Open Access

Molecules, morphometrics and new fossils provide an integrated view of the evolutionary history of Rhinopomatidae (Mammalia: Chiroptera)

BMC Evolutionary Biology20077:165

DOI: 10.1186/1471-2148-7-165

Received: 06 December 2006

Accepted: 14 September 2007

Published: 14 September 2007

Abstract

Background

The Rhinopomatidae, traditionally considered to be one of the most ancient chiropteran clades, remains one of the least known groups of Rhinolophoidea. No relevant fossil record is available for this family. Whereas there have been extensive radiations in related families Rhinolophidae and Hipposideridae, there are only a few species in the Rhinopomatidae and their phylogenetic relationship and status are not fully understood.

Results

Here we present (a) a phylogenetic analysis based on a partial cytochrome b sequence, (b) new fossils from the Upper Miocene site Elaiochoria 2 (Chalkidiki, Greece), which represents the first appearance datum of the family based on the fossil record, and (c) discussion of the phylogeographic patterns in both molecular and morphological traits. We found deep divergences in the Rhinopoma hardwickii lineage, suggesting that the allopatric populations in (i) Iran and (ii) North Africa and the Middle East should have separate species status. The latter species (R. cystops) exhibits a shallow pattern of isolation by distance (separating the Middle East and the African populations) that contrasts with the pattern of geographic variation in the morphometrical traits. A deep genetic gap was also found in Rhinopoma muscatellum (Iran vs. Yemen). We found only minute genetic distance between R. microphyllum from the Levant and India, which fails to support the sub/species distinctness of the Indian form (R. microphyllum kinneari).

Conclusion

The mtDNA survey provided phylogenetic tree of the family Rhinopomatidae for the first time and revealed an unexpected diversification of the group both within R. hardwickii and R. muscatellum morphospecies. The paleobiogeographic scenario compiled in respect to molecular clock data suggests that the family originated in the region south of the Eocene Western Tethyan seaway or in India, and extended its range during the Early Miocene. The fossil record suggests a Miocene spread into the Mediterranean region, followed by a post-Miocene retreat. Morphological analysis compared with genetic data indicates considerable phenotypic plasticity in this group.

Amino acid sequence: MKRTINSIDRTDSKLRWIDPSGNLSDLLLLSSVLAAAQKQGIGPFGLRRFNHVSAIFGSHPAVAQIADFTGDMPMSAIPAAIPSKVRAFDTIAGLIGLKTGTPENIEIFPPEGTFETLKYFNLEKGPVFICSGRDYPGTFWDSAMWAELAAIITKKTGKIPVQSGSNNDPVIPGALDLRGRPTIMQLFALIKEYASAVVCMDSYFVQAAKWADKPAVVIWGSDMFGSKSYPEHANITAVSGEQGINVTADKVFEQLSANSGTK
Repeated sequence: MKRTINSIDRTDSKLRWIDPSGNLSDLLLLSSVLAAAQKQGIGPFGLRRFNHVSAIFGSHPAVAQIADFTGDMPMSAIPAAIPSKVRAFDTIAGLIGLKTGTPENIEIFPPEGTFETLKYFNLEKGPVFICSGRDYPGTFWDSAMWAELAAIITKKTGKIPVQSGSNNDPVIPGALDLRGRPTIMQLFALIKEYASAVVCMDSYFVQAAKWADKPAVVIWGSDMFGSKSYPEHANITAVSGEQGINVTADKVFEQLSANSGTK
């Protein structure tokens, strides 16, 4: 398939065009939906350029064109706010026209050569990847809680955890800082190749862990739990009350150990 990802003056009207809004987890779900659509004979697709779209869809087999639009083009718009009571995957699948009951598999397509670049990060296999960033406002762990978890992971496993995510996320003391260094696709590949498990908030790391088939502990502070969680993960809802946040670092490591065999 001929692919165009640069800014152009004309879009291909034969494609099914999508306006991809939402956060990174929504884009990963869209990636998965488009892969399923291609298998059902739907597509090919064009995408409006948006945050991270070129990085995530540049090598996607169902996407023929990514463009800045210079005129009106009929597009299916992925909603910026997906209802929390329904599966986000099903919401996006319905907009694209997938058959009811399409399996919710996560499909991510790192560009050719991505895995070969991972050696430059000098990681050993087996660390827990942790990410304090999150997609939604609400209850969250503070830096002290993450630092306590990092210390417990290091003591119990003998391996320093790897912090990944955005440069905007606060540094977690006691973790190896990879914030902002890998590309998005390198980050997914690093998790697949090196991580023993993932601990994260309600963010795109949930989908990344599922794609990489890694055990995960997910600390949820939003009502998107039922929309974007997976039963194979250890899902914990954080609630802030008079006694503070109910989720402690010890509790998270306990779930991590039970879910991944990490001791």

Background

The mammalian order Chiroptera serves as an excellent example of how molecular phylogenetics has influenced the taxonomy of a seemingly well resolved group. Genetic data invalidated the traditional subdivision of bats into suborders Megachiroptera and Microchiroptera when Teeling et al. [13] provided molecular evidence supporting sister position of one clade of microbats, Rhinolophoidea, with Megachiroptera. For that reason, the actual content of the Rhinolophoidea and phylogenetic structure of that clade became a matter of considerable interest. In the traditional view [4], Rhinolophoidea included Rhinolophidae, Hipposideridae, Megadermatidae, and Nycteridae. Molecular evidence [2, 5] has suggested that Nycteridae is not a member of that clade, but a sister group to Emballonuridae, whereas molecular data have brought two previously unassociated groups, Rhinopomatidae and Craseonycteridae, traditionally arranged together with Emballonuridae in the superfamily Emballonuroidea, into the Rhinolophoidea. The molecular taxonomy of Craseonycteridae has also been dealt with briefly [5], but Rhinopomatidae has remained one of the few mammalian families not re-examined from the perspective of molecular genetics (except for the data suggesting its position among Rhinolophoidea, close to Craseonycteridae and Megadermatidae [3, 6, 7].

The lack of genetic data is particularly frustrating because Rhinopomatidae is, for several reasons, the most enigmatic group of extant bats. It is a monotypic family (composed of a single genus, Rhinopoma Geoffroy, 1813) with an exceptionally large geographic range covering a considerable part of tropical subsaharan Africa and most of the southern Mediterranean, Middle East, and southern Asia (from Morocco, Senegal and Kenya, through Arabia and the Middle East, to India, Thailand and Sunda Archipelago) [4, 8, 9]. Among monotypic families of mammals, only Rhinolophidae, Equidae and Manidae occupy such extensive geographic ranges. In contrast to rich data on the history and relationships of the other two families, no such information is available for Rhinopomatidae: there is no fossil record of the family (except for one occurrence in the Late Pleistocene of Israel [10]) and the relationship of the family to other bats has traditionally been unresolved. Rhinopomatidae bear a unique set of morphological plesiomorphies for which they were often regarded as the most primitive group of Microchiroptera close to the common ancestor of microbats and megabats [4, 1114]. After recent shaking of the chiropteran tree by molecular phylogenetics, rhinopomatids retained their basal position – in morphological respects they are still the most primitive clade within Rhinolophoidea and, thus, also the most primitive extant clade within the Yinpterochiroptera in the sense of Teeling et al. [3]. For all these reasons, Rhinopomatidae are an extremely attractive subject for a detailed study. Yet, these bats are quite rare throughout their range and recent records from many important regions are simply not available. Consequently, very few authors succeeded in comprehensive investigation of this taxon and its current taxonomy reflects numerous uncertainties about its actual content.